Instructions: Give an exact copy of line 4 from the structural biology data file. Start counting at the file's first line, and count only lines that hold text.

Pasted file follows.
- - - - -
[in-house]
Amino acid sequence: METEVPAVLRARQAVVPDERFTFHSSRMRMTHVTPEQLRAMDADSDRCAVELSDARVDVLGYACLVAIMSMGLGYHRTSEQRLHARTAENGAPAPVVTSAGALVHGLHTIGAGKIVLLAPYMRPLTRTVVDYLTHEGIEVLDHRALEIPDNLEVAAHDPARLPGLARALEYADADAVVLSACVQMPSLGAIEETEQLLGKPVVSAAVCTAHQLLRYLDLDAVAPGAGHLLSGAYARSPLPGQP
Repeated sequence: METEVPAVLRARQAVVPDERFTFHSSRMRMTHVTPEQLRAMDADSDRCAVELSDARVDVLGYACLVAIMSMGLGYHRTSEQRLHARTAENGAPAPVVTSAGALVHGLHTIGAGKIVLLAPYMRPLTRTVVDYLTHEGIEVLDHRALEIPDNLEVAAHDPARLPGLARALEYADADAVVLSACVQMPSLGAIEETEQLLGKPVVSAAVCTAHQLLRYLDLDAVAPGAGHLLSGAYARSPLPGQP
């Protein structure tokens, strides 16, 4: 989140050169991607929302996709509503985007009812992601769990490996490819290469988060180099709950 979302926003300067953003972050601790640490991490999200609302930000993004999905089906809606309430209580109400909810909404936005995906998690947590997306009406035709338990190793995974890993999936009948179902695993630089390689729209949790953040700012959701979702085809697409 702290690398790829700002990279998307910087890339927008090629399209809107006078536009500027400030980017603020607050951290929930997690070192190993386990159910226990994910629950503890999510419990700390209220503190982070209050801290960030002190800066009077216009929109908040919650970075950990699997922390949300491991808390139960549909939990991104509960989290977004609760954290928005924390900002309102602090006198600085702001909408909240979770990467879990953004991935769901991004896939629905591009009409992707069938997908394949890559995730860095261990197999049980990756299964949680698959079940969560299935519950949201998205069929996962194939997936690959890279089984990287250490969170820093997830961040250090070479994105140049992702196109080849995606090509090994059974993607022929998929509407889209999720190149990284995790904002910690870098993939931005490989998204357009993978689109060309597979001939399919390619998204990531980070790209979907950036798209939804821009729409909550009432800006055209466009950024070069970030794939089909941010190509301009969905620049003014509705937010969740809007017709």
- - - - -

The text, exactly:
């Protein structure tokens, strides 16, 4: 989140050169991607929302996709509503985007009812992601769990490996490819290469988060180099709950 979302926003300067953003972050601790640490991490999200609302930000993004999905089906809606309430209580109400909810909404936005995906998690947590997306009406035709338990190793995974890993999936009948179902695993630089390689729209949790953040700012959701979702085809697409 702290690398790829700002990279998307910087890339927008090629399209809107006078536009500027400030980017603020607050951290929930997690070192190993386990159910226990994910629950503890999510419990700390209220503190982070209050801290960030002190800066009077216009929109908040919650970075950990699997922390949300491991808390139960549909939990991104509960989290977004609760954290928005924390900002309102602090006198600085702001909408909240979770990467879990953004991935769901991004896939629905591009009409992707069938997908394949890559995730860095261990197999049980990756299964949680698959079940969560299935519950949201998205069929996962194939997936690959890279089984990287250490969170820093997830961040250090070479994105140049992702196109080849995606090509090994059974993607022929998929509407889209999720190149990284995790904002910690870098993939931005490989998204357009993978689109060309597979001939399919390619998204990531980070790209979907950036798209939804821009729409909550009432800006055209466009950024070069970030794939089909941010190509301009969905620049003014509705937010969740809007017709």